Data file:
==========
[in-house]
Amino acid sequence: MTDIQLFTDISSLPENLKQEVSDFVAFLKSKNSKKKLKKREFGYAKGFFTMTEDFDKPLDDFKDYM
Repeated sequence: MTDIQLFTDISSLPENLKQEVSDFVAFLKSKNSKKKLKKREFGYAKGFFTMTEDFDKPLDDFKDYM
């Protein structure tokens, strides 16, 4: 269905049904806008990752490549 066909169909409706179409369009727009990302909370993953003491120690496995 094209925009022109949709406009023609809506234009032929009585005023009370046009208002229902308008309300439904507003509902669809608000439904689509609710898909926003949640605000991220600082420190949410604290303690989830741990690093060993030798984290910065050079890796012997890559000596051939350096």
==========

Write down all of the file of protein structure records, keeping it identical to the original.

[in-house]
Amino acid sequence: MTDIQLFTDISSLPENLKQEVSDFVAFLKSKNSKKKLKKREFGYAKGFFTMTEDFDKPLDDFKDYM
Repeated sequence: MTDIQLFTDISSLPENLKQEVSDFVAFLKSKNSKKKLKKREFGYAKGFFTMTEDFDKPLDDFKDYM
């Protein structure tokens, strides 16, 4: 269905049904806008990752490549 066909169909409706179409369009727009990302909370993953003491120690496995 094209925009022109949709406009023609809506234009032929009585005023009370046009208002229902308008309300439904507003509902669809608000439904689509609710898909926003949640605000991220600082420190949410604290303690989830741990690093060993030798984290910065050079890796012997890559000596051939350096």